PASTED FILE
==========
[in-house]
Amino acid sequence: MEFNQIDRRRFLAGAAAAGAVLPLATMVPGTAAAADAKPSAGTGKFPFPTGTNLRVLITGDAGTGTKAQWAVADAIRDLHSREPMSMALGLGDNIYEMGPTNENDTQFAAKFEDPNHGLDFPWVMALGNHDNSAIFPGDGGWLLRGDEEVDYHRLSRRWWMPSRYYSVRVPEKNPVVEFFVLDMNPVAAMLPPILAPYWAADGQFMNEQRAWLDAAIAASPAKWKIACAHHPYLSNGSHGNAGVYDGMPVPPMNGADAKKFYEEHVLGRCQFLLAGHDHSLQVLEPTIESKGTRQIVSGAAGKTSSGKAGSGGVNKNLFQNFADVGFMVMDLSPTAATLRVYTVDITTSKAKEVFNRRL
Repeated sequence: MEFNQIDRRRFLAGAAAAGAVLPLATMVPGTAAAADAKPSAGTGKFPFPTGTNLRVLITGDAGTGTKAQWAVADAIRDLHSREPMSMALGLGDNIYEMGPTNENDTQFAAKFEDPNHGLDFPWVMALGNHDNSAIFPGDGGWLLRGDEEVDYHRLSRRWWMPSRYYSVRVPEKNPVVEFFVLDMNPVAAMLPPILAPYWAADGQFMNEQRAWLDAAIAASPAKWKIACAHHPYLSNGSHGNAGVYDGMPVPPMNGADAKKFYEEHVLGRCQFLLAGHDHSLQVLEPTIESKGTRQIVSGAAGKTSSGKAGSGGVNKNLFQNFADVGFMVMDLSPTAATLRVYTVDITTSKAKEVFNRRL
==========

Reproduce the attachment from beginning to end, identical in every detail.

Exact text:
[in-house]
Amino acid sequence: MEFNQIDRRRFLAGAAAAGAVLPLATMVPGTAAAADAKPSAGTGKFPFPTGTNLRVLITGDAGTGTKAQWAVADAIRDLHSREPMSMALGLGDNIYEMGPTNENDTQFAAKFEDPNHGLDFPWVMALGNHDNSAIFPGDGGWLLRGDEEVDYHRLSRRWWMPSRYYSVRVPEKNPVVEFFVLDMNPVAAMLPPILAPYWAADGQFMNEQRAWLDAAIAASPAKWKIACAHHPYLSNGSHGNAGVYDGMPVPPMNGADAKKFYEEHVLGRCQFLLAGHDHSLQVLEPTIESKGTRQIVSGAAGKTSSGKAGSGGVNKNLFQNFADVGFMVMDLSPTAATLRVYTVDITTSKAKEVFNRRL
Repeated sequence: MEFNQIDRRRFLAGAAAAGAVLPLATMVPGTAAAADAKPSAGTGKFPFPTGTNLRVLITGDAGTGTKAQWAVADAIRDLHSREPMSMALGLGDNIYEMGPTNENDTQFAAKFEDPNHGLDFPWVMALGNHDNSAIFPGDGGWLLRGDEEVDYHRLSRRWWMPSRYYSVRVPEKNPVVEFFVLDMNPVAAMLPPILAPYWAADGQFMNEQRAWLDAAIAASPAKWKIACAHHPYLSNGSHGNAGVYDGMPVPPMNGADAKKFYEEHVLGRCQFLLAGHDHSLQVLEPTIESKGTRQIVSGAAGKTSSGKAGSGGVNKNLFQNFADVGFMVMDLSPTAATLRVYTVDITTSKAKEVFNRRL